The Dignity Act was signed into law on September 10, 2010 by the New York State Legislature and went into effect on July 1, 2012. It requires school districts to develop and implement policies and procedures to appropriately address any incidents of alleged harassment or bullying that occur in their schools. The District will strive to create an environment free of discrimination and harassment and will foster civility in the schools to prevent and prohibit conduct which is inconsistent with the District’s educational mission.
Reports and Investigations of Discrimination and Harassment
The District will investigate all complaints of harassment and discrimination, whether formal or informal, and take prompt corrective measures, as necessary. It is important that students and parents promptly report to the school when they first become aware of concerns about harassment or bullying.
The district has appointed a staff member in the K-6 and another in the 7-12 to act as “Dignity Act Coordinators”. They have been specifically trained to handle reports of alleged incidents.
The Coordinators are:
The Investigators are:
The district will also be training all staff members to raise staff awareness and sensitivity of harassment and discrimination directed at students that are committed by students or school employees on school property or at a school function. We are also looking at ways to integrate instruction in grades Kindergarten through 12 to include a component on civility, citizenship and character education.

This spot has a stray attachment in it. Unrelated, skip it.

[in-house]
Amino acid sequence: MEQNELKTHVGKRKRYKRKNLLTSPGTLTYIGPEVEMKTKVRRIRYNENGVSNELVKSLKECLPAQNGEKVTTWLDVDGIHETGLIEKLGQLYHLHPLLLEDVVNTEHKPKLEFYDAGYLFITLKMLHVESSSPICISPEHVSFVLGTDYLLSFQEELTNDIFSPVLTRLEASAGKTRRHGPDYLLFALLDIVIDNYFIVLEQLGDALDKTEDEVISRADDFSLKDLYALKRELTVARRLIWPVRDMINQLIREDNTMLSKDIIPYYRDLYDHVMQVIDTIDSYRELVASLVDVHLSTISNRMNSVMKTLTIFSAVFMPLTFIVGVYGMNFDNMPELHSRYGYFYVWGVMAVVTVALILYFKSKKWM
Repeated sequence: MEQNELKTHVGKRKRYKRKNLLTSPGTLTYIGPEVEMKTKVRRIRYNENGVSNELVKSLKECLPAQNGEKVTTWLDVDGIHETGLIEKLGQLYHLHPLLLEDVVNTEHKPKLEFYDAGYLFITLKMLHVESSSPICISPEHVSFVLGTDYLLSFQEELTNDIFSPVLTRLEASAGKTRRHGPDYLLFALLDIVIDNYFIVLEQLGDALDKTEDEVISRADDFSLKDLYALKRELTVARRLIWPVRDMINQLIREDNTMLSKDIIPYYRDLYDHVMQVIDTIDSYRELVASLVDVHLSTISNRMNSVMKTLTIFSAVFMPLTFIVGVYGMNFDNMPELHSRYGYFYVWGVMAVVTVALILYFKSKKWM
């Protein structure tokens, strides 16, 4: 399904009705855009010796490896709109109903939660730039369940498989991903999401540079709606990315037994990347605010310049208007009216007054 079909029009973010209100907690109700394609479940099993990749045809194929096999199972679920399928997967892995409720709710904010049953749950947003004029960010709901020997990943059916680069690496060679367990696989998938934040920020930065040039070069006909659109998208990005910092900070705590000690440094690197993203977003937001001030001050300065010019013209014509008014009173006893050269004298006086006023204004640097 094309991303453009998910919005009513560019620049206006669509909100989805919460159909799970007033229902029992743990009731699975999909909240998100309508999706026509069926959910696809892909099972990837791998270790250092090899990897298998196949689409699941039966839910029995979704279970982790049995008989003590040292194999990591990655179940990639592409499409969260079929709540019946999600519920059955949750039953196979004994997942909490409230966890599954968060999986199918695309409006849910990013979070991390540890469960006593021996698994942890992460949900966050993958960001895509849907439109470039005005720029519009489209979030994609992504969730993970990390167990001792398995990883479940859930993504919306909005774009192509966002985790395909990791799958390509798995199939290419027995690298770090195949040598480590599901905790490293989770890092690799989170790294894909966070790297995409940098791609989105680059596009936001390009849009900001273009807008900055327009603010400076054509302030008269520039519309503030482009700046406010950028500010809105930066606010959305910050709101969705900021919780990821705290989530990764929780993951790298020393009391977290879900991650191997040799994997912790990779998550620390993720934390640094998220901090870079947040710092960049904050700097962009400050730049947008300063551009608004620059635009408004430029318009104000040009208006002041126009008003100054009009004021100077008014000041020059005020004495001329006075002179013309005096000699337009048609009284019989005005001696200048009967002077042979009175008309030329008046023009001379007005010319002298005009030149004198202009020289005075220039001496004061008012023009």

What is Bullying? A government website titled Stop Bullying defines it as:
Bullying is unwanted, aggressive behavior among school aged children that involves a real or perceived power imbalance. The behavior is repeated, or has the potential to be repeated, over time. Both kids who are bullied and who bully others may have serious, lasting problems.
In order to be considered bullying, the behavior must be aggressive and include:
• An Imbalance of Power: Kids who bully use their power—such as physical strength, access to embarrassing information, or popularity
to control or harm others. Power imbalances can change over time and in different situations, even if they involve the same people.
• Repetition: Bullying behaviors happen more than once or have the potential to happen more than once.
Bullying includes actions such as making threats, spreading rumors, attacking someone physically or verbally, and excluding someone from a group on purpose.
Bullying also can happen online or electronically. Cyberbullying is when children or teens bully each other using the Internet, mobile phones or other cyber technology. This can include:
• Sending mean text, email, or instant messages
• Posting nasty pictures or messages about others in blogs or on Web sites
• Using someone else’s user name to spread rumors or lies about someone
Resources specific to the Dignity for All Students Act: